As I grew up, my parents — proud South Asians — took me for an “IQ” test. They hoped I could join the “gifted program” at school. This was after I’d rebelled at several private schools. Lucky them — unlucky me. I scored well enough to get in. Don’t think that’s some kind of wonderful thing, though. As I was soon to find out, it was an accelerated transition to the reality of American life.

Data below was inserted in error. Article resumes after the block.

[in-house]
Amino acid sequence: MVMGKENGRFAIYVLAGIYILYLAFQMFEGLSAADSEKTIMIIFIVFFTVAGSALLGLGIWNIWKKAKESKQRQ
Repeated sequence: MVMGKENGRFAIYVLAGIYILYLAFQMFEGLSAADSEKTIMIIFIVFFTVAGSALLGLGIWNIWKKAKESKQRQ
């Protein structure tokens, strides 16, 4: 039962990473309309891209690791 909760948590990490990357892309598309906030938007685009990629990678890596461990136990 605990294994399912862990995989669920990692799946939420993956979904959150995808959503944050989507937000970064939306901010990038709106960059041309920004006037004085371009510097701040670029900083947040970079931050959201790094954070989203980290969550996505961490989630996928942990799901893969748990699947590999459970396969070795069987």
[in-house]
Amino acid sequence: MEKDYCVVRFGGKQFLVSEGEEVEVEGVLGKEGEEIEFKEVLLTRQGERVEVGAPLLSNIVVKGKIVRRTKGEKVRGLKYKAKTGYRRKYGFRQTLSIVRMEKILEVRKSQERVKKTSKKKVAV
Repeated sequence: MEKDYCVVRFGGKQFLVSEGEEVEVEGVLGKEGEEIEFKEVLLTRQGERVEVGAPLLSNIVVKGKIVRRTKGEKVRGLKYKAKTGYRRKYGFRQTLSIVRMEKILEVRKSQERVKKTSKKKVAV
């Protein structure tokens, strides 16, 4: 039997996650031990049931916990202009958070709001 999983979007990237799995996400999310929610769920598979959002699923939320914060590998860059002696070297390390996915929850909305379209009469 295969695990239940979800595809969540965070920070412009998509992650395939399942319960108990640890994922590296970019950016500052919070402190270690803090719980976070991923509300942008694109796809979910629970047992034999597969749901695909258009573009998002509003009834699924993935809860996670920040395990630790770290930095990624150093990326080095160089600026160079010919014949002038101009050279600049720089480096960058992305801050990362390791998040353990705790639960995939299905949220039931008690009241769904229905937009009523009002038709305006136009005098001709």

Being “gifted” meant, simply, that I was supposed to act the way my teachers wanted me to, but harder, better, faster, stronger to paraphrase a certain French duo. I was to be ruthless, selfish, competitive, unfeeling, brutal, relentless — even more so than the poor average kid, who might get a break from all this. Me and the other “gifted” kids were pitted against each other in stupid, stupid games every day of our lives — to teach us the value of aggression and hostility.